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Antonin Dvorak was born in a little Bohemian village on September 8, 1841 as the son of Frantisek, a village innkeeper and butcher as well as an amateur musician, and his mother Anna (classicalmusic.about.com, classical.net). Not being born into poverty, his mother and father positively encouraged Antonin in his musical career. After learning the violin, he was sent to the Prague Organ School, which he attended until the age of eighteen, graduating as a trained organist and immediately dove into the life as a working musician; playing in various dance bands usually as a violinist. One of his groups became the heart of the Provisional Theatre orchestra, which was the first Czech-language Theater in Prague, Dvorak was chosen as principal violinist. He soon began giving private piano lessons shortly after which led to the marrying of one of his students, daughter of a goldsmith, Anna Cermakova (classicalmusic.about.com).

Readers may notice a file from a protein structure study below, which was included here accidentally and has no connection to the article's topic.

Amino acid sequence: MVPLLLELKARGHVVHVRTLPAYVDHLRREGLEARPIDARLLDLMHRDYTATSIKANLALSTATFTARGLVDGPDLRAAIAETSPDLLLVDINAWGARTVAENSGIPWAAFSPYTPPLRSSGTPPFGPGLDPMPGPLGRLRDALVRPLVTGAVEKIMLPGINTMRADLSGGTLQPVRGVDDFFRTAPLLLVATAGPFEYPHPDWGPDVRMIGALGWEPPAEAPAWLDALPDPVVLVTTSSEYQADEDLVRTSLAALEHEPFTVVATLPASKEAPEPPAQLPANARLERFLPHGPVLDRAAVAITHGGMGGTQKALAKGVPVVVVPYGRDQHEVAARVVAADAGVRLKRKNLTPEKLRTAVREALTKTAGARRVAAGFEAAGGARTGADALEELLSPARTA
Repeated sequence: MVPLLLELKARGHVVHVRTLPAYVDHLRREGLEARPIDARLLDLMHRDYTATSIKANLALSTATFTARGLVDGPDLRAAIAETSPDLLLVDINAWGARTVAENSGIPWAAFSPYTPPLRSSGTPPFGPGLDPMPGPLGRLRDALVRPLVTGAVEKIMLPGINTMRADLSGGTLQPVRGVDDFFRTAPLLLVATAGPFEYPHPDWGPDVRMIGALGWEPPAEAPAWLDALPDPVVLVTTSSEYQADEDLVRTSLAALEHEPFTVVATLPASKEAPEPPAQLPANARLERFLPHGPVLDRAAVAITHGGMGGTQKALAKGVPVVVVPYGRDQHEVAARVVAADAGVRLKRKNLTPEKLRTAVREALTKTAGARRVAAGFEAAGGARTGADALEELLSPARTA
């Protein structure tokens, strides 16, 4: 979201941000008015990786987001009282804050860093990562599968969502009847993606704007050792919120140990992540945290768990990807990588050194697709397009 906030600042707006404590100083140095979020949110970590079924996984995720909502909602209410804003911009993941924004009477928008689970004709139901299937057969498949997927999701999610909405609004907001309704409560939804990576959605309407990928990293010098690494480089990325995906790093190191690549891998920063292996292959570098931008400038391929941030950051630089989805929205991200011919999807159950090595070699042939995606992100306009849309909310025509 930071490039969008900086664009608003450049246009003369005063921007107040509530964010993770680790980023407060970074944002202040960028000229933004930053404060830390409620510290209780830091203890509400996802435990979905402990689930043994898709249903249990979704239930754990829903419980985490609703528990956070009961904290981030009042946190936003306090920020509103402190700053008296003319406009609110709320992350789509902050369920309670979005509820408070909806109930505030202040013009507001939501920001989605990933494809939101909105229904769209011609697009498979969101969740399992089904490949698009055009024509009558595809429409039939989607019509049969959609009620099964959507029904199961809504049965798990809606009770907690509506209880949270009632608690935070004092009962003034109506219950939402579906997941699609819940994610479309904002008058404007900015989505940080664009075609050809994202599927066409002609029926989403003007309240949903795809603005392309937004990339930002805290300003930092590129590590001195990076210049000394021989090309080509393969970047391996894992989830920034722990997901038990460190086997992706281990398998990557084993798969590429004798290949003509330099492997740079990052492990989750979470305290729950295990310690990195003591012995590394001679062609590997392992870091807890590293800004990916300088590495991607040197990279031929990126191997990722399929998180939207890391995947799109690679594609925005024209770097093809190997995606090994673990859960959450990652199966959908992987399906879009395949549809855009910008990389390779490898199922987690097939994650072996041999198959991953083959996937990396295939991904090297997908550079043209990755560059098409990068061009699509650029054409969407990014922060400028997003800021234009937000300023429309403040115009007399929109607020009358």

He began composing a ton of music during this early period, learning how by studying scores mainly by Mozart, Beethoven, Schubert, Liszt, and Wagner. Many of his works were influenced by Czech folk music, both in terms of rhythm and melodic shapes. Dvorak also wrote operas (the best one known as Rusalka), chamber music (including many...